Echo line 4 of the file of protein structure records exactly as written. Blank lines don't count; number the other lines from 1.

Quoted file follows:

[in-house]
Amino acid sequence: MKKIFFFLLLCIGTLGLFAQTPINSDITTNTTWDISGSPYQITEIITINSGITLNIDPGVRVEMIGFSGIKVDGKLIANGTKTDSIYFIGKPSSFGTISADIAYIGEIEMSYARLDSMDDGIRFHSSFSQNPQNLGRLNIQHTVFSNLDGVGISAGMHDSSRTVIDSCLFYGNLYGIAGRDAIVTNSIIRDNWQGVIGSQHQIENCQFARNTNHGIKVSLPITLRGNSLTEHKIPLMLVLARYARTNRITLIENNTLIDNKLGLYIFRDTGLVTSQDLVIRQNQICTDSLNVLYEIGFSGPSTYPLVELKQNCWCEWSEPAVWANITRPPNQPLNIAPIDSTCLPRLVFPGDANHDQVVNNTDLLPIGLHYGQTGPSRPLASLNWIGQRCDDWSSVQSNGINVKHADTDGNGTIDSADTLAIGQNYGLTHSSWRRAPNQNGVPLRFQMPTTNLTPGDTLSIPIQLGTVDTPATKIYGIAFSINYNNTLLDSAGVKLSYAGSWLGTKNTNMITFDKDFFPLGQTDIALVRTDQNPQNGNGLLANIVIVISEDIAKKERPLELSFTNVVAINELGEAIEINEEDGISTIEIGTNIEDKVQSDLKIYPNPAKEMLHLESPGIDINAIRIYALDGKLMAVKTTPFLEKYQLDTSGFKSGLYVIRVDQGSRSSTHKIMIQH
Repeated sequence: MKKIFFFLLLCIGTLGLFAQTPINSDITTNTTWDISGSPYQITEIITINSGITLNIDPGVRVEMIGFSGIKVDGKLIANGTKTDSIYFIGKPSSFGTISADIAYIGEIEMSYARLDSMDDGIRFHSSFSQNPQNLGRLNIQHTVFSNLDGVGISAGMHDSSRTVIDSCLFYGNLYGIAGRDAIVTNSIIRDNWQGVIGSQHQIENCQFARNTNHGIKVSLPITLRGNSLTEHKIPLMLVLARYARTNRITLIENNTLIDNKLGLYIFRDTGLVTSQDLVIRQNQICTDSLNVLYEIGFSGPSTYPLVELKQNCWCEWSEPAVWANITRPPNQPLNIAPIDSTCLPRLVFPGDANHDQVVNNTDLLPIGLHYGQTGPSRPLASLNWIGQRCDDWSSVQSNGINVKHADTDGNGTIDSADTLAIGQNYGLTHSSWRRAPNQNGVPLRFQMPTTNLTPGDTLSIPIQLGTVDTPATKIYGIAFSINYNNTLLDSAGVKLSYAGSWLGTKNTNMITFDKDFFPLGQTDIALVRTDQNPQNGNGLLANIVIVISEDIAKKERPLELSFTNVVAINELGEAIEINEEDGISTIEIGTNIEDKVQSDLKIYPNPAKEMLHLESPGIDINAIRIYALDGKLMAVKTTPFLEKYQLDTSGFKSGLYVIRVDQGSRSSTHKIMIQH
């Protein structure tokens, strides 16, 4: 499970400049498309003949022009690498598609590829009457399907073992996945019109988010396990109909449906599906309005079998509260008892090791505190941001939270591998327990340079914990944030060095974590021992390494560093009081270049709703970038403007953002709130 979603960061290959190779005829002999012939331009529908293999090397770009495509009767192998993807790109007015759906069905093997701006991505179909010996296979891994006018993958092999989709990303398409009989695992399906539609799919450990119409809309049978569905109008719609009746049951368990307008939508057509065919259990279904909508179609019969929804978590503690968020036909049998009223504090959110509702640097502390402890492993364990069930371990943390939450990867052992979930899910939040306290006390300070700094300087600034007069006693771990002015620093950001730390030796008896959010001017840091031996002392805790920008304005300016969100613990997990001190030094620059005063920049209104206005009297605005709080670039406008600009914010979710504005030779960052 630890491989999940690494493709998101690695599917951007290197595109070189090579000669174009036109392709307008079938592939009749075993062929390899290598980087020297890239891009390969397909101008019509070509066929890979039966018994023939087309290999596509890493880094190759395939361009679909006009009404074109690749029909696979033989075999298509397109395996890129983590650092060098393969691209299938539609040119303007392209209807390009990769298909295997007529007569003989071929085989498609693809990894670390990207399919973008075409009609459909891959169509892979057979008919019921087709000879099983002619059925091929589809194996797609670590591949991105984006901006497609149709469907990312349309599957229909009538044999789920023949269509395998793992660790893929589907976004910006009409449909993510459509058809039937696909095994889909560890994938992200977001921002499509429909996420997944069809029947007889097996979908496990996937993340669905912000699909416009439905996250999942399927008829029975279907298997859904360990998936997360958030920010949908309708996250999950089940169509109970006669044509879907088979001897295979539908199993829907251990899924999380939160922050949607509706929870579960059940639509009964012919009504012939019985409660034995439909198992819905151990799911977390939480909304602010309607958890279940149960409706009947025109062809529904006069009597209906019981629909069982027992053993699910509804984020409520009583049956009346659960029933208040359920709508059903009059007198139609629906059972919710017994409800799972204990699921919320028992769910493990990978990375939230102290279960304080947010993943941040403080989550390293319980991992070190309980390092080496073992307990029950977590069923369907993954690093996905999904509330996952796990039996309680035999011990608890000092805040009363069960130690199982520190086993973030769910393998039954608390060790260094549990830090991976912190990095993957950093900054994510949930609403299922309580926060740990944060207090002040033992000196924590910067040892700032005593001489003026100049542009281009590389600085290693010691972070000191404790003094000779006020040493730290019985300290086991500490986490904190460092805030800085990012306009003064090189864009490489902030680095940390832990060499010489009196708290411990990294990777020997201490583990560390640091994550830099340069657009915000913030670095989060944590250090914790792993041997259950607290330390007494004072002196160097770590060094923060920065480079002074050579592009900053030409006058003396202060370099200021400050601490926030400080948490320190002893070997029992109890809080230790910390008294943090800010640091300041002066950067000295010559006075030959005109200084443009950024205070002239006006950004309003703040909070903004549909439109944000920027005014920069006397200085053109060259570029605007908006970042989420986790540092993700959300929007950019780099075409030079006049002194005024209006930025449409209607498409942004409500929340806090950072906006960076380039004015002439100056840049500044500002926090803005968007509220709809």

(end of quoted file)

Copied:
């Protein structure tokens, strides 16, 4: 499970400049498309003949022009690498598609590829009457399907073992996945019109988010396990109909449906599906309005079998509260008892090791505190941001939270591998327990340079914990944030060095974590021992390494560093009081270049709703970038403007953002709130 979603960061290959190779005829002999012939331009529908293999090397770009495509009767192998993807790109007015759906069905093997701006991505179909010996296979891994006018993958092999989709990303398409009989695992399906539609799919450990119409809309049978569905109008719609009746049951368990307008939508057509065919259990279904909508179609019969929804978590503690968020036909049998009223504090959110509702640097502390402890492993364990069930371990943390939450990867052992979930899910939040306290006390300070700094300087600034007069006693771990002015620093950001730390030796008896959010001017840091031996002392805790920008304005300016969100613990997990001190030094620059005063920049209104206005009297605005709080670039406008600009914010979710504005030779960052 630890491989999940690494493709998101690695599917951007290197595109070189090579000669174009036109392709307008079938592939009749075993062929390899290598980087020297890239891009390969397909101008019509070509066929890979039966018994023939087309290999596509890493880094190759395939361009679909006009009404074109690749029909696979033989075999298509397109395996890129983590650092060098393969691209299938539609040119303007392209209807390009990769298909295997007529007569003989071929085989498609693809990894670390990207399919973008075409009609459909891959169509892979057979008919019921087709000879099983002619059925091929589809194996797609670590591949991105984006901006497609149709469907990312349309599957229909009538044999789920023949269509395998793992660790893929589907976004910006009409449909993510459509058809039937696909095994889909560890994938992200977001921002499509429909996420997944069809029947007889097996979908496990996937993340669905912000699909416009439905996250999942399927008829029975279907298997859904360990998936997360958030920010949908309708996250999950089940169509109970006669044509879907088979001897295979539908199993829907251990899924999380939160922050949607509706929870579960059940639509009964012919009504012939019985409660034995439909198992819905151990799911977390939480909304602010309607958890279940149960409706009947025109062809529904006069009597209906019981629909069982027992053993699910509804984020409520009583049956009346659960029933208040359920709508059903009059007198139609629906059972919710017994409800799972204990699921919320028992769910493990990978990375939230102290279960304080947010993943941040403080989550390293319980991992070190309980390092080496073992307990029950977590069923369907993954690093996905999904509330996952796990039996309680035999011990608890000092805040009363069960130690199982520190086993973030769910393998039954608390060790260094549990830090991976912190990095993957950093900054994510949930609403299922309580926060740990944060207090002040033992000196924590910067040892700032005593001489003026100049542009281009590389600085290693010691972070000191404790003094000779006020040493730290019985300290086991500490986490904190460092805030800085990012306009003064090189864009490489902030680095940390832990060499010489009196708290411990990294990777020997201490583990560390640091994550830099340069657009915000913030670095989060944590250090914790792993041997259950607290330390007494004072002196160097770590060094923060920065480079002074050579592009900053030409006058003396202060370099200021400050601490926030400080948490320190002893070997029992109890809080230790910390008294943090800010640091300041002066950067000295010559006075030959005109200084443009950024205070002239006006950004309003703040909070903004549909439109944000920027005014920069006397200085053109060259570029605007908006970042989420986790540092993700959300929007950019780099075409030079006049002194005024209006930025449409209607498409942004409500929340806090950072906006960076380039004015002439100056840049500044500002926090803005968007509220709809």